qlik-Poornima-Ramaswamy-970x550Developing fields like AI need women to succeed. “Since AI analyses patterns that are based on historical data,” notes Poornima Ramaswamy, Executive Vice President, Global Solutions and Partners at Qlik. “Models can be skewed if they lack demographic categories such as a balanced representation of female data. To avoid gender bias – or any bias, in fact – and develop inclusive solutions, we therefore need to make sure that not only the target audience of a solution is representative, but so, too, are the teams creating them.”

“Diversity brings different viewpoints and characteristics to the table, which is fundamental to achieving inclusive innovation and solutions.”

Roisin Wherry Grayce“There’s a growing digital skills gap in the country,” says Roisin Wherry, Internal IT & Innovation Manager at Grayce. “So it’s imperative that we encourage as many individuals as possible to follow their aspirations in the STEM sector – especially considering the diverse talent pool the UK has at its disposal.”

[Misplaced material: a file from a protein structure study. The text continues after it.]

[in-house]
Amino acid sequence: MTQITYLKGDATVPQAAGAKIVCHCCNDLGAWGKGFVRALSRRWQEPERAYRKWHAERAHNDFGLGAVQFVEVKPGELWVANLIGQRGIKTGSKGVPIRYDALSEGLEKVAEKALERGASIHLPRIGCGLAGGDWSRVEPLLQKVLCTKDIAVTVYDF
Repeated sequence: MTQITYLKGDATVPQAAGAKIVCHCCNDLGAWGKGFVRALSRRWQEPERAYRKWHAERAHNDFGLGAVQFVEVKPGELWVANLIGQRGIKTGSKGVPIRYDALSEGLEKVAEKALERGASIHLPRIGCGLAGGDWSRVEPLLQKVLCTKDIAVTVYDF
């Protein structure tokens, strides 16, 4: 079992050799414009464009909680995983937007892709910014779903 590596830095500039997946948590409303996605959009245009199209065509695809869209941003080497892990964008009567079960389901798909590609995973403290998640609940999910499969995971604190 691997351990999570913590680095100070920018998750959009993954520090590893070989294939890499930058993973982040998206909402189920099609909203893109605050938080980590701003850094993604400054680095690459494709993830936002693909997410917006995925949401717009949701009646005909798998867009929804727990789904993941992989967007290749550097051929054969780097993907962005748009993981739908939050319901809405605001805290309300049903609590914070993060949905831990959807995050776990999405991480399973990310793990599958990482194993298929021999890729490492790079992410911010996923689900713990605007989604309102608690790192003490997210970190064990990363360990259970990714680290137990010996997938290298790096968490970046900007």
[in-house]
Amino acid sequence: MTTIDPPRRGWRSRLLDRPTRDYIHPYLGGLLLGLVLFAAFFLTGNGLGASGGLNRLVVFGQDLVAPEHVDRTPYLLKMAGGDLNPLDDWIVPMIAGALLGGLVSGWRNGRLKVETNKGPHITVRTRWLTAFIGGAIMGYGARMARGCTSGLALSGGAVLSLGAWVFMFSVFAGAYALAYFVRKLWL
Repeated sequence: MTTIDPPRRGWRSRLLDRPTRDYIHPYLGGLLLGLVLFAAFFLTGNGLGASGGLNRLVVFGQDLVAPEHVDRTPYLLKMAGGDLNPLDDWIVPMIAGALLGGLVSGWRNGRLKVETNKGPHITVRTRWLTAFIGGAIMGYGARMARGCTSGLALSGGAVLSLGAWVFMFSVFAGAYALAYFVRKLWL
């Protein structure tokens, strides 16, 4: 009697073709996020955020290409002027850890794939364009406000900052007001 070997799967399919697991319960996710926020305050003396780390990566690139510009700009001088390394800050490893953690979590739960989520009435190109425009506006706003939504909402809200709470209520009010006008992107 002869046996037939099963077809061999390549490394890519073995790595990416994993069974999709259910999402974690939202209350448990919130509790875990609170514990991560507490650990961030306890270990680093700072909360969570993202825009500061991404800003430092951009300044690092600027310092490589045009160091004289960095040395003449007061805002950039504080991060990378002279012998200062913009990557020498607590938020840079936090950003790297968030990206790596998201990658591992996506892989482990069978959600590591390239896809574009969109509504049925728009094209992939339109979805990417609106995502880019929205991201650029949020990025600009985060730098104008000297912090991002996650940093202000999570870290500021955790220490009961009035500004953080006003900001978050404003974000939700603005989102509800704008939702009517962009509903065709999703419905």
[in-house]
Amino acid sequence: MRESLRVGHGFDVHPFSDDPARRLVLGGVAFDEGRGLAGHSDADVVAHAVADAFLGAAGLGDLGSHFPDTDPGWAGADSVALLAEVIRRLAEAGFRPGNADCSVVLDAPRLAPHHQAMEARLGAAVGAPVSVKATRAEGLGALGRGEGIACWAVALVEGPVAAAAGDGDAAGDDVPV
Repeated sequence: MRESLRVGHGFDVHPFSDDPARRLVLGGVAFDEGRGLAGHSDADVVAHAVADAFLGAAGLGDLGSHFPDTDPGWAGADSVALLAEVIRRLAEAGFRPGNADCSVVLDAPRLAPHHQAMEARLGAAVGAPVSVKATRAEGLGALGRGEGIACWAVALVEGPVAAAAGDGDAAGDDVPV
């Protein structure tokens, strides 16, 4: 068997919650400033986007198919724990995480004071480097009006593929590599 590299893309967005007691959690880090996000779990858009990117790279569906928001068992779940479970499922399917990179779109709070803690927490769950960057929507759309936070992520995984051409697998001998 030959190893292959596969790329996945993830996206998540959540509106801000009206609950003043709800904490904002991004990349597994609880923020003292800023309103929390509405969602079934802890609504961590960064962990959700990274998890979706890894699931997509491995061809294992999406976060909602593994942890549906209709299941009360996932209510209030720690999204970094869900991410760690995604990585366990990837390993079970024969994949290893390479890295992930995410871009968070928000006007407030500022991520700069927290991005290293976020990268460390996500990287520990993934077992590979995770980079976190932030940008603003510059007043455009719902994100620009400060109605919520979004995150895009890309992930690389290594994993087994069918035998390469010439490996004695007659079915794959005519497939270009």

World Mental Health Day | Supporting wellbeing in the workplace

mindfulness, woman practising meditation, mindful wellbeing

In the run up to World Mental Health Day, business leaders and CEOs from the tech industry talk to us about the impact the last eighteen months has had on their teams’ mental wellbeing and how they’re planning to support them through the transition to hybrid working.

James Hallahan, Director of Hays Technology, UK & IrelandJames Hallahan, Director of Hays Technology, UK & Ireland

“In a recent survey we looked at the effects of the pandemic on the world of work. 34% of technology professionals said the most negative impact was the blurring of the work-life balance and 25% said it was an increase in workload. Working from home has made it more difficult for people to ‘switch off’ at the end of the day.